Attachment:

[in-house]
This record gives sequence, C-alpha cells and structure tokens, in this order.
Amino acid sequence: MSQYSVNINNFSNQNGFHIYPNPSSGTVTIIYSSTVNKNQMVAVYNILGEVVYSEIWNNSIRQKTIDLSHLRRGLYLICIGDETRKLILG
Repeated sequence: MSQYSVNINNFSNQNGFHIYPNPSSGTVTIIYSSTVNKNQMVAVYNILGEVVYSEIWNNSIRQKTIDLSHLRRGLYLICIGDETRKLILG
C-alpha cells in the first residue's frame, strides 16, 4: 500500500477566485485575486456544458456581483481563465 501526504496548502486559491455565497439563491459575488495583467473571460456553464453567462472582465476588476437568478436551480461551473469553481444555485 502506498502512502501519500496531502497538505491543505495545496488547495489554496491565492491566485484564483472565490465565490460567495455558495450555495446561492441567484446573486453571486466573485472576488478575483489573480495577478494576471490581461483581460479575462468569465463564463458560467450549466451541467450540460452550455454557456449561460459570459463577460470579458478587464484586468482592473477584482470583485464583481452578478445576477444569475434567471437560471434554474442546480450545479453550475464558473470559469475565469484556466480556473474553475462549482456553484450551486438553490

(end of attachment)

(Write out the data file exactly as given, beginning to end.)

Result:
[in-house]
This record gives sequence, C-alpha cells and structure tokens, in this order.
Amino acid sequence: MSQYSVNINNFSNQNGFHIYPNPSSGTVTIIYSSTVNKNQMVAVYNILGEVVYSEIWNNSIRQKTIDLSHLRRGLYLICIGDETRKLILG
Repeated sequence: MSQYSVNINNFSNQNGFHIYPNPSSGTVTIIYSSTVNKNQMVAVYNILGEVVYSEIWNNSIRQKTIDLSHLRRGLYLICIGDETRKLILG
C-alpha cells in the first residue's frame, strides 16, 4: 500500500477566485485575486456544458456581483481563465 501526504496548502486559491455565497439563491459575488495583467473571460456553464453567462472582465476588476437568478436551480461551473469553481444555485 502506498502512502501519500496531502497538505491543505495545496488547495489554496491565492491566485484564483472565490465565490460567495455558495450555495446561492441567484446573486453571486466573485472576488478575483489573480495577478494576471490581461483581460479575462468569465463564463458560467450549466451541467450540460452550455454557456449561460459570459463577460470579458478587464484586468482592473477584482470583485464583481452578478445576477444569475434567471437560471434554474442546480450545479453550475464558473470559469475565469484556466480556473474553475462549482456553484450551486438553490